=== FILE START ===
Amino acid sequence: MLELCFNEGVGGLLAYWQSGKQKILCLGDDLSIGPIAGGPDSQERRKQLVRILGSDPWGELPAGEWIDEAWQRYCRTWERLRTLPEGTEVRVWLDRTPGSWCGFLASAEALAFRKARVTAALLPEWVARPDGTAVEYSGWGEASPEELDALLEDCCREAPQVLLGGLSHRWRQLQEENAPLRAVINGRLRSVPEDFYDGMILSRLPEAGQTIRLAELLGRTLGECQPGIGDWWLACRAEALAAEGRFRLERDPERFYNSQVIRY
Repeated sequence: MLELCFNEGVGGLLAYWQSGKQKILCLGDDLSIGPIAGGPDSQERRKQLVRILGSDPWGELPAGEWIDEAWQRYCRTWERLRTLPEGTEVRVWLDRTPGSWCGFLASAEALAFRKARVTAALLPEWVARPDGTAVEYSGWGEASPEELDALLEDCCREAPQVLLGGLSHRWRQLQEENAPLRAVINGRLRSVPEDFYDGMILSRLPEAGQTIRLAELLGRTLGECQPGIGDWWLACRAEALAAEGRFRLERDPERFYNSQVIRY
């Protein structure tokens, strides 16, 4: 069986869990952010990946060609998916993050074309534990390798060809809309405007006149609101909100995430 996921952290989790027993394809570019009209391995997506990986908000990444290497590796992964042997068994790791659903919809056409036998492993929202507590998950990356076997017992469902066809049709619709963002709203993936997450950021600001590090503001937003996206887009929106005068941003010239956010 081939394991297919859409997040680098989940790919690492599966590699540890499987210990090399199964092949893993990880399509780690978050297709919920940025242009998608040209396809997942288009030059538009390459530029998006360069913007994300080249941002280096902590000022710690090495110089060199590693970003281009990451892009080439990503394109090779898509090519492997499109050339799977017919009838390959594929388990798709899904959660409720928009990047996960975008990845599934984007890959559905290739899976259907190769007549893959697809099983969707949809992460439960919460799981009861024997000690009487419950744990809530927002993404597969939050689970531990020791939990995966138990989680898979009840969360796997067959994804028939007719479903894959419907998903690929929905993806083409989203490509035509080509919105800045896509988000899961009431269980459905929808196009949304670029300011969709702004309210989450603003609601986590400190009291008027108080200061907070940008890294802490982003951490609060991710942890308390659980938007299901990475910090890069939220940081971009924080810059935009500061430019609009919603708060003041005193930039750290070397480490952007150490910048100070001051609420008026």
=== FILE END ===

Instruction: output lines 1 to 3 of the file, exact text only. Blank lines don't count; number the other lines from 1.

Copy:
Amino acid sequence: MLELCFNEGVGGLLAYWQSGKQKILCLGDDLSIGPIAGGPDSQERRKQLVRILGSDPWGELPAGEWIDEAWQRYCRTWERLRTLPEGTEVRVWLDRTPGSWCGFLASAEALAFRKARVTAALLPEWVARPDGTAVEYSGWGEASPEELDALLEDCCREAPQVLLGGLSHRWRQLQEENAPLRAVINGRLRSVPEDFYDGMILSRLPEAGQTIRLAELLGRTLGECQPGIGDWWLACRAEALAAEGRFRLERDPERFYNSQVIRY
Repeated sequence: MLELCFNEGVGGLLAYWQSGKQKILCLGDDLSIGPIAGGPDSQERRKQLVRILGSDPWGELPAGEWIDEAWQRYCRTWERLRTLPEGTEVRVWLDRTPGSWCGFLASAEALAFRKARVTAALLPEWVARPDGTAVEYSGWGEASPEELDALLEDCCREAPQVLLGGLSHRWRQLQEENAPLRAVINGRLRSVPEDFYDGMILSRLPEAGQTIRLAELLGRTLGECQPGIGDWWLACRAEALAAEGRFRLERDPERFYNSQVIRY
């Protein structure tokens, strides 16, 4: 069986869990952010990946060609998916993050074309534990390798060809809309405007006149609101909100995430 996921952290989790027993394809570019009209391995997506990986908000990444290497590796992964042997068994790791659903919809056409036998492993929202507590998950990356076997017992469902066809049709619709963002709203993936997450950021600001590090503001937003996206887009929106005068941003010239956010 081939394991297919859409997040680098989940790919690492599966590699540890499987210990090399199964092949893993990880399509780690978050297709919920940025242009998608040209396809997942288009030059538009390459530029998006360069913007994300080249941002280096902590000022710690090495110089060199590693970003281009990451892009080439990503394109090779898509090519492997499109050339799977017919009838390959594929388990798709899904959660409720928009990047996960975008990845599934984007890959559905290739899976259907190769007549893959697809099983969707949809992460439960919460799981009861024997000690009487419950744990809530927002993404597969939050689970531990020791939990995966138990989680898979009840969360796997067959994804028939007719479903894959419907998903690929929905993806083409989203490509035509080509919105800045896509988000899961009431269980459905929808196009949304670029300011969709702004309210989450603003609601986590400190009291008027108080200061907070940008890294802490982003951490609060991710942890308390659980938007299901990475910090890069939220940081971009924080810059935009500061430019609009919603708060003041005193930039750290070397480490952007150490910048100070001051609420008026």